Tuesday, June 5, 2012

Learning History by Talking

Tara Smith at A Teaching Life has begun a new meme, Social Studies Wednesdays, which can connect to all teachers. Please join her by posting your blog with ideas of work with students.  






Wouldn't it be great to have interviewed this woman?
             Sometimes people ask me what are my favorite assignments and I'd like to tell you briefly about one.  As the years pass, older people leave us, and I believe we educators are missing opportunities for students to meet elders to discover their lives when they were young.  Beginning experiences in interviewing help students' confidence, so the very first day, an assignment is to interview a classmate for the class scrapbook.  This scrapbook is a record, a history of this year's class.  There is a group that is in charge of creating the actual book's design, but everyone has a chance to add to it.  By pairing up students for interviews on the first day, they have the opportunity to meet a classmate they might not know so well, a good first step in talking with someone 'almost' new.



      There are other opportunities for interviewing that help students feel comfortable:  they interview parents to discover the origin of their names, interview other teachers to discover something interesting to tell about those teachers, interview classmates about favorite books, and so on.
       The small assignments lead to the culminating assignment, a history research project to find an area of history where there is a possibility of finding a living person to talk with, to find out their own experience during that time.  Parent and staff help was asked to find the people who might be interviewees.  Parent help was enlisted to drive students to the interview.  The interview was conducted, written as if the person was telling his or her story, photos were taken.  Then, before the final draft was accepted, a follow-up visit to the person interviewed was needed to get permission to publish.  After all that, all the research checked, the revisions approved, a final copy was made for the person interviewed and a class celebration and sharing occurred with the interviewees attending.  It was a celebration of those life experiences, of the learning involved, and of the very hard work accomplished to put it all together.  
            It is a powerful culmination of learning about history from one who lived it.  To young students, it is way better than reading in a history book.  That is why it is my favorite assignment.



12 comments:

  1. I so agree, Linda - we have embodiments of living history in all our communities, so this is something we should really take advantage of! Thanks, as always, for sharing your thinking!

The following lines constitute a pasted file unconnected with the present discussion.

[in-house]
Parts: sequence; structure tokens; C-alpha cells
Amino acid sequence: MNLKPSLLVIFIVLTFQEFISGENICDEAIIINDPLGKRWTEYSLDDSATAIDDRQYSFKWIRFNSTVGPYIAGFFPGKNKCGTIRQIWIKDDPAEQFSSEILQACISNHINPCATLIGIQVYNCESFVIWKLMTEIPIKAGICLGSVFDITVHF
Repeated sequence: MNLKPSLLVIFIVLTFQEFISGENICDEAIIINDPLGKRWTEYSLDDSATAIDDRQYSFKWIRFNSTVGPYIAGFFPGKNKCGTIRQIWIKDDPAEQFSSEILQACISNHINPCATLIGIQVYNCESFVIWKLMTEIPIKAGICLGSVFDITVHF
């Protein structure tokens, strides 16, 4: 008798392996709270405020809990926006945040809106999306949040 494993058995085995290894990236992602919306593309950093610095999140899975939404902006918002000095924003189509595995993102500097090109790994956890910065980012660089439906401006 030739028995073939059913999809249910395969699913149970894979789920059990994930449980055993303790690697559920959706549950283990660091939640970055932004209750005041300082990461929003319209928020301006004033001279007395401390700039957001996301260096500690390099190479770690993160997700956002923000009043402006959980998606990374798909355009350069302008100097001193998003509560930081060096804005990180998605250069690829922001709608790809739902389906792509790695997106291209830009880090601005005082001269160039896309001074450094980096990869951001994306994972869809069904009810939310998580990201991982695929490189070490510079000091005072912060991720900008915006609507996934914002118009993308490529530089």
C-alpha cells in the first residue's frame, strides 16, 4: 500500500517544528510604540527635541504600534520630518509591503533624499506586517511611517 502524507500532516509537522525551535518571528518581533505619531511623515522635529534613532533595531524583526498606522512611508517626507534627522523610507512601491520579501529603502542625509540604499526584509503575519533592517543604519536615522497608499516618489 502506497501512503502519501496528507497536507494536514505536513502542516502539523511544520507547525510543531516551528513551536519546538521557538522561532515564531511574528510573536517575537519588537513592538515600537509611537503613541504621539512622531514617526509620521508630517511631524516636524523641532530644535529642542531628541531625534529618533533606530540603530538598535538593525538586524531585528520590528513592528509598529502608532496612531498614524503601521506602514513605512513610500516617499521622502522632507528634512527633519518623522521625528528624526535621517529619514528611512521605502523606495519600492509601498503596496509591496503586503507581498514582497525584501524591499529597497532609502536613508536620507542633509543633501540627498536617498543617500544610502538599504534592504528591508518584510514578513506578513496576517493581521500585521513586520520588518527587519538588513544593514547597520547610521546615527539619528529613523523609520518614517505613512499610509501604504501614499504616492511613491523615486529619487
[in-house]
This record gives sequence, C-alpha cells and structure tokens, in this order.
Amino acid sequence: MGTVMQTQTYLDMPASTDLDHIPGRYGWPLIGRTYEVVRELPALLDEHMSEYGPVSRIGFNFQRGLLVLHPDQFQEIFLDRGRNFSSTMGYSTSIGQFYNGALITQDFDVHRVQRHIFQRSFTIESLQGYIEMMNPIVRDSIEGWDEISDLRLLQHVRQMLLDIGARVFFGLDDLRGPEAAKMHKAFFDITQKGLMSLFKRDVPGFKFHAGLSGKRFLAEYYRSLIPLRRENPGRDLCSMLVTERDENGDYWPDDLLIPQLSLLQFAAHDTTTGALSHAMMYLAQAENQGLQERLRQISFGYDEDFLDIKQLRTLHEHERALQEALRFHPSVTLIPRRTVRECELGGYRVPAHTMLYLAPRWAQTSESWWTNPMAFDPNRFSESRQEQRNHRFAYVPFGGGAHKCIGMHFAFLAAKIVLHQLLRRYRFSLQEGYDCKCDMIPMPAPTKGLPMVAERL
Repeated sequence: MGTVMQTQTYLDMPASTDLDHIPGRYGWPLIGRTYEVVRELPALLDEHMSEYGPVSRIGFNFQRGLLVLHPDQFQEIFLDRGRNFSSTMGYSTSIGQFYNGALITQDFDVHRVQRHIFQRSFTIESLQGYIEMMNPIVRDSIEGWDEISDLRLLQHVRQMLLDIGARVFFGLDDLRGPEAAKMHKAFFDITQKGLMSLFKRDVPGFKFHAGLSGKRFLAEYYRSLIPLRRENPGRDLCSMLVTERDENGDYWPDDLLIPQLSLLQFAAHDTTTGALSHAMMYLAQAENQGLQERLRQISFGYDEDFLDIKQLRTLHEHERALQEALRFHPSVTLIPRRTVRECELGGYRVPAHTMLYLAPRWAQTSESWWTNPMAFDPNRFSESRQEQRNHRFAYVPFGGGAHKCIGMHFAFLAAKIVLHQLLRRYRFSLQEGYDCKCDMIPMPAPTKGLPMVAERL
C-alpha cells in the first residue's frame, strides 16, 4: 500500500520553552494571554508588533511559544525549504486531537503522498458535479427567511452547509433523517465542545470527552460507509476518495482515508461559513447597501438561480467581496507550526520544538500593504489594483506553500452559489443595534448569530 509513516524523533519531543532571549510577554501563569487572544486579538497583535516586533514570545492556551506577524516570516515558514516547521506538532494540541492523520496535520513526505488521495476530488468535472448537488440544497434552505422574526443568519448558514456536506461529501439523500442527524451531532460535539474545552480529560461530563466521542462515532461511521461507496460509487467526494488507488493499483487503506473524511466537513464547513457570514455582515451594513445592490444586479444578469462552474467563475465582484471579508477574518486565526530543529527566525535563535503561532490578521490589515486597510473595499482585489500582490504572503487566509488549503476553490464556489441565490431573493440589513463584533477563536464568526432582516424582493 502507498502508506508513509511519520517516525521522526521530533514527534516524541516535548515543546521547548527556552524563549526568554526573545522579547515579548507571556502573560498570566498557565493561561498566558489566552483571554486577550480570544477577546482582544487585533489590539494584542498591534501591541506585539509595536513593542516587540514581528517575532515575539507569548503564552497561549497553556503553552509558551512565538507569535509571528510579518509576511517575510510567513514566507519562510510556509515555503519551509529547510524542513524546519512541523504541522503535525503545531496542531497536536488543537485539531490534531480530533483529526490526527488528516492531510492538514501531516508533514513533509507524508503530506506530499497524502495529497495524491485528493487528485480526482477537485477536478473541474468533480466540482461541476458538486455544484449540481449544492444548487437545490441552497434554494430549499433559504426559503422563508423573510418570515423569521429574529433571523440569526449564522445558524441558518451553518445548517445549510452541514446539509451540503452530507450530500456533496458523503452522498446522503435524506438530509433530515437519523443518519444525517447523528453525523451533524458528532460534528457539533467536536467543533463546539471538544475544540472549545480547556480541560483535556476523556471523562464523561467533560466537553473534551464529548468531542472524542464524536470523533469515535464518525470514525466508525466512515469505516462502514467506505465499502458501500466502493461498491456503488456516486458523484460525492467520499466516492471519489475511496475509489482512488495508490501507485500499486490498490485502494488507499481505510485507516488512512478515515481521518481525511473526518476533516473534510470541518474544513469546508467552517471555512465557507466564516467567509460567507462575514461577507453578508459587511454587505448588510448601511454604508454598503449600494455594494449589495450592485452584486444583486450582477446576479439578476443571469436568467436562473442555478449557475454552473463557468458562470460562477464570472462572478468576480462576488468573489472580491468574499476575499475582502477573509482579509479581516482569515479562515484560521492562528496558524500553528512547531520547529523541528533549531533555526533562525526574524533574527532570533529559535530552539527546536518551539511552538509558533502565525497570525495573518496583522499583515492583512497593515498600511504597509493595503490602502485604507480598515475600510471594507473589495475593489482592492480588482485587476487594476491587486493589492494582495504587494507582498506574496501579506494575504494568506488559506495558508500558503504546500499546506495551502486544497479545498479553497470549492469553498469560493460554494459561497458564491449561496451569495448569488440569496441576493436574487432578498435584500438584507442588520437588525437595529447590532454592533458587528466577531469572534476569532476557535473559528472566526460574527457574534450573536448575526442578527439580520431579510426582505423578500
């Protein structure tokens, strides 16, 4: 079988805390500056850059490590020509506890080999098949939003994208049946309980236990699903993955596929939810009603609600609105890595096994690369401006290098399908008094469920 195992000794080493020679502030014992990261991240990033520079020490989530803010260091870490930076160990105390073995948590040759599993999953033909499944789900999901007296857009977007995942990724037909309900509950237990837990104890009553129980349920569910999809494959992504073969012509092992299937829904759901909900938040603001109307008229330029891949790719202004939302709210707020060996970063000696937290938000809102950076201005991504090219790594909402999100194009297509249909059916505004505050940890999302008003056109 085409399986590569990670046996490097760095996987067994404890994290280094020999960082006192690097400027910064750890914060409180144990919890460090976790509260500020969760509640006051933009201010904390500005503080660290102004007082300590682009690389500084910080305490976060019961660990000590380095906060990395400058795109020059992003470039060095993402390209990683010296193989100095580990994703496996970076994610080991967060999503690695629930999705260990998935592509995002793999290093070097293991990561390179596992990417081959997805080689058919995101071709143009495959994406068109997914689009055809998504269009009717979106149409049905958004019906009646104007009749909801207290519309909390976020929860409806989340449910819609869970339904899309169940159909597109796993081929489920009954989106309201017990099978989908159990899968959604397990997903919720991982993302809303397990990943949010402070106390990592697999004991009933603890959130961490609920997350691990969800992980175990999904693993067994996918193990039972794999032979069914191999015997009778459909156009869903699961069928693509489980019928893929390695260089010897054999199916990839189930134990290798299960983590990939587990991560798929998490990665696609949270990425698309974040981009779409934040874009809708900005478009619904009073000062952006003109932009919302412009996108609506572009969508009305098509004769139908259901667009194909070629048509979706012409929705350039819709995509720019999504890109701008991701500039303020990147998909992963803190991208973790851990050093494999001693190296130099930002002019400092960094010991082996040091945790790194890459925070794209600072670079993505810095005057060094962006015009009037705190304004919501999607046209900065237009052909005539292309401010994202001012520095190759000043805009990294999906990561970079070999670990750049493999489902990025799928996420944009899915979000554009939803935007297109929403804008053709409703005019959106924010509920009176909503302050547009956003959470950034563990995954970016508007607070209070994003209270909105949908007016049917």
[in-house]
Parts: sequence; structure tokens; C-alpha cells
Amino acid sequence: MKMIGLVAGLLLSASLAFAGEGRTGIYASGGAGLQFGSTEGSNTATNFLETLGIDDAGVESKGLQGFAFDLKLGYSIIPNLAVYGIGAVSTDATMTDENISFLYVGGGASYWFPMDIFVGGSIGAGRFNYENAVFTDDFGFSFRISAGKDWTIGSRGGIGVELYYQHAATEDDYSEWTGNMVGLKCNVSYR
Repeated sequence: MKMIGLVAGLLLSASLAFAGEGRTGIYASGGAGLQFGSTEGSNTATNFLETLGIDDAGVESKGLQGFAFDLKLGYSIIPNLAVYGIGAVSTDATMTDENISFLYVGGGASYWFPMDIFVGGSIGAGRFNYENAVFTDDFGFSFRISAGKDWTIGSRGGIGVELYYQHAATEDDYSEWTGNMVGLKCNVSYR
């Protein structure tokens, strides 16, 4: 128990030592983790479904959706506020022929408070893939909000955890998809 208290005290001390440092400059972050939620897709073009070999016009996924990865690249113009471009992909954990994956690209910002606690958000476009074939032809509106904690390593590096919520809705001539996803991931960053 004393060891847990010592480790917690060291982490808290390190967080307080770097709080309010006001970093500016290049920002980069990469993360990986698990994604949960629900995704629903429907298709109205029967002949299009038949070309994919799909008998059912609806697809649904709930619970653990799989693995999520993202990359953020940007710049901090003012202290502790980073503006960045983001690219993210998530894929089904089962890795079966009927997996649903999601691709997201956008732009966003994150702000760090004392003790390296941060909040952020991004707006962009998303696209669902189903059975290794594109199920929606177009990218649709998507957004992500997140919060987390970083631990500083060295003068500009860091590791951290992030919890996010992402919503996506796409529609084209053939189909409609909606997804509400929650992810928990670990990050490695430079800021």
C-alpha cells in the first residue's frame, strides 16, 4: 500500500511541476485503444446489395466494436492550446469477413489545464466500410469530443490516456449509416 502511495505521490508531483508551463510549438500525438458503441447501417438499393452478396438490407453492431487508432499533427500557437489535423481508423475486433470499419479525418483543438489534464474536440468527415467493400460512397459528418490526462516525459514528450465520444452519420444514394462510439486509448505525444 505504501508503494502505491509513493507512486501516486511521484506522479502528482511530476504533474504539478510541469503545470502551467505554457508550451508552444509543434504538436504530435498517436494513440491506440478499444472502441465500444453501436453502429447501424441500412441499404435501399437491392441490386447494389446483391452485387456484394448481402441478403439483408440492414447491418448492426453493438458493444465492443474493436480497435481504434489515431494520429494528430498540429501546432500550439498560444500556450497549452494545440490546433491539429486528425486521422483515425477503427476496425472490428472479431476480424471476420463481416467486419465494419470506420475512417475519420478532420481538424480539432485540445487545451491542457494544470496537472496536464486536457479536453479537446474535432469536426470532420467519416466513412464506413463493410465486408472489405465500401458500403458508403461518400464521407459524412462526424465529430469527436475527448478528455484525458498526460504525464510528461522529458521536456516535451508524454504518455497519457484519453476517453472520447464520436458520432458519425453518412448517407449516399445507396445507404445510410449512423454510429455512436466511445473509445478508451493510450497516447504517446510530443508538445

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    1. It takes some strategic planning, but the ending is just awesome. Thanks Tara.

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  2. Thanks for sharing this wonderful project. Living history is the best!

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    1. Every time I've done it, the students love it, too. New experiences! Thanks, Jama.

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  3. That is awesome! I love the inclusion of photographs, so that it ends up being sort of a feature article when they write up the interview. Thanks for sharing!

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    1. Yes, it is like a feature article, except they write in first person, working to give a voice to their person. Thanks, Christy.

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  4. What a great opportunity for students to experience people and a time different from their own. How eye opening it must be/have been for them to learn so much from a person who lived the piece of history they were researching.

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    1. A few students actually make the contact with someone they already know, so it really furthers the relationship. Good stuff! Thanks, Betsy!

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  5. Linda,
    I love how you explain the preliminary steps. I have never tackled oral history as a class project. I know our historical society is always interested in the oral history projects that classes do. They are great resources for help and information.

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    1. Hi Ruth! Great to hear from you. I wondered if you'd read this, being the history lover you are. I agree, the historical museum here is always a trip first. I should have included that part, too. Thank you.

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  6. You've reminded me of a history project of my own from the 80s. I took a high school history class called Local History. One of our assignments was to interview two local residents, over the age of 65. What a wonderful assignment and no matter who we chose, we were impacted by the final result. Of course that was in the day of cassette tapes but I know that the high school kept copies of each and every tape and they are catalogued there to this day.

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  7. Thank you for telling me about the project. It sounds like something that could be so adaptable to many lessons.

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Having a conversation is a good thing!